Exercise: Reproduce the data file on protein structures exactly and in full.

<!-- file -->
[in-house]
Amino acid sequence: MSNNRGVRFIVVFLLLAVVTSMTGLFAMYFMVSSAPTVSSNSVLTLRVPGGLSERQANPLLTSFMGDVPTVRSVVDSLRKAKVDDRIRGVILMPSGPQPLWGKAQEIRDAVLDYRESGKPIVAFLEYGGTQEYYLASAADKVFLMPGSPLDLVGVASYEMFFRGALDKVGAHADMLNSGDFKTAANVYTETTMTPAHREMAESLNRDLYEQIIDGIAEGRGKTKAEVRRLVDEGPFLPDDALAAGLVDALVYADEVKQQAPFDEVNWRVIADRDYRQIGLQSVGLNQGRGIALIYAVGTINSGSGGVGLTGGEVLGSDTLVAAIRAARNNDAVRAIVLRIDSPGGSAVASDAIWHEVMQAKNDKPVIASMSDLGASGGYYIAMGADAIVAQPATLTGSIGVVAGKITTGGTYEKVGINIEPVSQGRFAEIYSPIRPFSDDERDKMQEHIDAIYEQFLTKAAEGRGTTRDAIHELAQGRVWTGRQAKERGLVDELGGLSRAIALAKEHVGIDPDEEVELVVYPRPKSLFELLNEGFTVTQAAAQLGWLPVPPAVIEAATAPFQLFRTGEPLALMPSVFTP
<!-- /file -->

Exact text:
[in-house]
Amino acid sequence: MSNNRGVRFIVVFLLLAVVTSMTGLFAMYFMVSSAPTVSSNSVLTLRVPGGLSERQANPLLTSFMGDVPTVRSVVDSLRKAKVDDRIRGVILMPSGPQPLWGKAQEIRDAVLDYRESGKPIVAFLEYGGTQEYYLASAADKVFLMPGSPLDLVGVASYEMFFRGALDKVGAHADMLNSGDFKTAANVYTETTMTPAHREMAESLNRDLYEQIIDGIAEGRGKTKAEVRRLVDEGPFLPDDALAAGLVDALVYADEVKQQAPFDEVNWRVIADRDYRQIGLQSVGLNQGRGIALIYAVGTINSGSGGVGLTGGEVLGSDTLVAAIRAARNNDAVRAIVLRIDSPGGSAVASDAIWHEVMQAKNDKPVIASMSDLGASGGYYIAMGADAIVAQPATLTGSIGVVAGKITTGGTYEKVGINIEPVSQGRFAEIYSPIRPFSDDERDKMQEHIDAIYEQFLTKAAEGRGTTRDAIHELAQGRVWTGRQAKERGLVDELGGLSRAIALAKEHVGIDPDEEVELVVYPRPKSLFELLNEGFTVTQAAAQLGWLPVPPAVIEAATAPFQLFRTGEPLALMPSVFTP